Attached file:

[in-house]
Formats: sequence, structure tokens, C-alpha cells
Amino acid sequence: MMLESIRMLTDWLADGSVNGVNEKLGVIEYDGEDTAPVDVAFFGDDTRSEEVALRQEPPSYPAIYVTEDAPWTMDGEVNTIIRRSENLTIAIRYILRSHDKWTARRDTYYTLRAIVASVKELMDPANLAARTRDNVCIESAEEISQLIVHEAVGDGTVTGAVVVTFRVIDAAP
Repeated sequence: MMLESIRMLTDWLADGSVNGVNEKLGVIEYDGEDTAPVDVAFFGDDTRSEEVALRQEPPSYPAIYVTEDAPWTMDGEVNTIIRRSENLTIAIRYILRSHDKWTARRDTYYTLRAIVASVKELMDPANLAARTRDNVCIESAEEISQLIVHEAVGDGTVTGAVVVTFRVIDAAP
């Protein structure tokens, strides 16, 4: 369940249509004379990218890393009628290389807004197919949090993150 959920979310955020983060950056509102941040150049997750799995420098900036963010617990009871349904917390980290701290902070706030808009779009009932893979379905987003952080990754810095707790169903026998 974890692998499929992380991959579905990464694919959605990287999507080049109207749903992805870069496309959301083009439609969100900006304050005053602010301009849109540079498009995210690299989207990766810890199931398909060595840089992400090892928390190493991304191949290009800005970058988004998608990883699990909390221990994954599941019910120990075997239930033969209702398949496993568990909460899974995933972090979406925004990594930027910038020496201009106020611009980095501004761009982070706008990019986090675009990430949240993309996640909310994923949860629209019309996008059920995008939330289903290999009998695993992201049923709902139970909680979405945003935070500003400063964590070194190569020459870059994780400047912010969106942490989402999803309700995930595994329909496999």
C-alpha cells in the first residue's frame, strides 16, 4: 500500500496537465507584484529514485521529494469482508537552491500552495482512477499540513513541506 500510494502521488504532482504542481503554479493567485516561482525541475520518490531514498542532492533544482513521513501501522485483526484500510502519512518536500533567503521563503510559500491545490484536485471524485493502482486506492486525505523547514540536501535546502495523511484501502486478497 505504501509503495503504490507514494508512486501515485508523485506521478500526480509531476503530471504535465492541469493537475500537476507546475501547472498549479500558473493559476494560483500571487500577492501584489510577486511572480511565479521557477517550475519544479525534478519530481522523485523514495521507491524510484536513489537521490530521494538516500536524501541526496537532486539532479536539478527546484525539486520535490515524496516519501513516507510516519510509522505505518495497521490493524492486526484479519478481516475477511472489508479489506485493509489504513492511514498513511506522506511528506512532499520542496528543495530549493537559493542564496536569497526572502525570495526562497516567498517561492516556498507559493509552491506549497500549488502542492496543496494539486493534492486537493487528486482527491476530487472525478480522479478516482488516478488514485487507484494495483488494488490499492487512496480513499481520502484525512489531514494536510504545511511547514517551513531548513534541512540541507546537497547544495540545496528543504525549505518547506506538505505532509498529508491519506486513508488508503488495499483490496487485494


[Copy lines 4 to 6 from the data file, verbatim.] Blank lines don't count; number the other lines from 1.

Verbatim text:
Repeated sequence: MMLESIRMLTDWLADGSVNGVNEKLGVIEYDGEDTAPVDVAFFGDDTRSEEVALRQEPPSYPAIYVTEDAPWTMDGEVNTIIRRSENLTIAIRYILRSHDKWTARRDTYYTLRAIVASVKELMDPANLAARTRDNVCIESAEEISQLIVHEAVGDGTVTGAVVVTFRVIDAAP
């Protein structure tokens, strides 16, 4: 369940249509004379990218890393009628290389807004197919949090993150 959920979310955020983060950056509102941040150049997750799995420098900036963010617990009871349904917390980290701290902070706030808009779009009932893979379905987003952080990754810095707790169903026998 974890692998499929992380991959579905990464694919959605990287999507080049109207749903992805870069496309959301083009439609969100900006304050005053602010301009849109540079498009995210690299989207990766810890199931398909060595840089992400090892928390190493991304191949290009800005970058988004998608990883699990909390221990994954599941019910120990075997239930033969209702398949496993568990909460899974995933972090979406925004990594930027910038020496201009106020611009980095501004761009982070706008990019986090675009990430949240993309996640909310994923949860629209019309996008059920995008939330289903290999009998695993992201049923709902139970909680979405945003935070500003400063964590070194190569020459870059994780400047912010969106942490989402999803309700995930595994329909496999």
C-alpha cells in the first residue's frame, strides 16, 4: 500500500496537465507584484529514485521529494469482508537552491500552495482512477499540513513541506 500510494502521488504532482504542481503554479493567485516561482525541475520518490531514498542532492533544482513521513501501522485483526484500510502519512518536500533567503521563503510559500491545490484536485471524485493502482486506492486525505523547514540536501535546502495523511484501502486478497 505504501509503495503504490507514494508512486501515485508523485506521478500526480509531476503530471504535465492541469493537475500537476507546475501547472498549479500558473493559476494560483500571487500577492501584489510577486511572480511565479521557477517550475519544479525534478519530481522523485523514495521507491524510484536513489537521490530521494538516500536524501541526496537532486539532479536539478527546484525539486520535490515524496516519501513516507510516519510509522505505518495497521490493524492486526484479519478481516475477511472489508479489506485493509489504513492511514498513511506522506511528506512532499520542496528543495530549493537559493542564496536569497526572502525570495526562497516567498517561492516556498507559493509552491506549497500549488502542492496543496494539486493534492486537493487528486482527491476530487472525478480522479478516482488516478488514485487507484494495483488494488490499492487512496480513499481520502484525512489531514494536510504545511511547514517551513531548513534541512540541507546537497547544495540545496528543504525549505518547506506538505505532509498529508491519506486513508488508503488495499483490496487485494